2010 YZ450 Spark Plug Question

6 replies to this topic
  • txjeffro301

Posted February 24, 2011 - 06:39 PM


Pretty simple question I suppose for some of you guys but here it goes...

I have been a 2 stroker for 30+ years and went ahead and bought a new 2010 YZ450. With the EFI and 4 stroke motors these days what are your thoughts on the CR8EIX Iridium plug verses the stock CR8E.

I use to run Iriduim plugs in all my 2 stokes but I would adjust the mix/jetting for what pipe I was running, alltitude ect... until I had it burning a nice golden brown and never scattered a top end...ever.

Is the burn that much different or hotter for a 4 stroke or this bike?
Does this matter?
Your thoughts and expertise is appricated.

The bike is stock, programmer and Yoshimura C4 full system ordered today.

  • MXR176

Posted February 24, 2011 - 06:59 PM


Its all I run in mine, and its all I ran in my YZ250 Smoker.... Got this from the NGK website.

Iridium is a precious metal that is 6 times harder and 8 times stronger than platinum, it has a 1,200°(F) higher melting point than platinum and conducts electricity better. This makes it possible to create the finest wire center electrode ever. Prior till now, NGK has favored platinum for their long life or performance spark plugs due to its high melting point. However platinum alone is no longer enough, ultra long life spark plugs and smaller center electrodes required harder and stronger precious metals. The strength, hardness and high melting point of iridium makes it very well suited for a fine wire plug and for ultra long life spark plugs. Though better, iridium's not perfect, it is very expensive, and at higher temperatures it oxides, thus rendering pure iridium as an expensively poor choice for spark plug construction. However when blended with other precious metals such as Yttria, Rhodium or Platinum, you can enhance those metals advantages with the superior strength and hardness of Iridium. DO NOT BE FOOLED, all iridium plugs are not the same. Iridium content varies, some other brands of iridium plugs are priced lower, (usually due to lower iridium content). They likely will not perform or last as long as a genuine NGK iridium spark plug.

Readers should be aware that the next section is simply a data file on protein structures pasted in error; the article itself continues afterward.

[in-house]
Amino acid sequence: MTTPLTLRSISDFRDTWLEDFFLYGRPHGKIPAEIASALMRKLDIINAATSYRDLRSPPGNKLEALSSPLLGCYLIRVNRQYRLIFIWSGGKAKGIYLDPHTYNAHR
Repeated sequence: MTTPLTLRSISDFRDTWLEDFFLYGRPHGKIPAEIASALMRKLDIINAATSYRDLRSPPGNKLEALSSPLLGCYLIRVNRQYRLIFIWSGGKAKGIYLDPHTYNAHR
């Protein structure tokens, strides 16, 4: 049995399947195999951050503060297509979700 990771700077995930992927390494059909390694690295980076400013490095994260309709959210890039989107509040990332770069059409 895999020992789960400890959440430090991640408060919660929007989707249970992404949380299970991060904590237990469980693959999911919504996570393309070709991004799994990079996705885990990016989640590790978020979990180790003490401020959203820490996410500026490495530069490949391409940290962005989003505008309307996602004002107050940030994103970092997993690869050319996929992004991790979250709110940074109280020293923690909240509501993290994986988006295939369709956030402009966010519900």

• grayracer513

Posted February 24, 2011 - 08:15 PM


Iridium plugs produce a reliable spark with less ignition energy, and last longer. There is no performance gain except that they will resist misfiring for a longer period, but the bike will start more reliably.

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  • brentn

Posted February 24, 2011 - 08:19 PM


Can you foul a plug on a four stroke? Carbon build up?

I was at a dealership when a guy behind the counter talked me into an iridium plug, said they last much longer than standard plugs and reduce fouling. I bought it and when I was in the truck I realized I don't have a two stroke anymore, and was also wondering how exactly the plug degrades over time when the engine is running properly?
Either way I put it in the bike, have 20 hours on it. Any interval that these should be replaced?

  • grayracer513

Posted February 24, 2011 - 08:26 PM


Yes, four stroke plugs can foul. The insulator can accumulate a conductive layer of deposits, or the carbon can become temporarily soaked with fuel and be conductive until it dries out.

  • txjeffro301

Posted February 25, 2011 - 10:30 AM


Well, thats for all the input guys and from what I can see the iruidum plug should be no problem. I will keep checking this for newer updates.
thanks again.

  • 12bruckd

Posted February 26, 2011 - 06:40 AM


whenever i foul a plug in my two stroke i just take a wire brush and very carefully brush off all of the carbon and the bike fires right up, probably the same for a four stroke.

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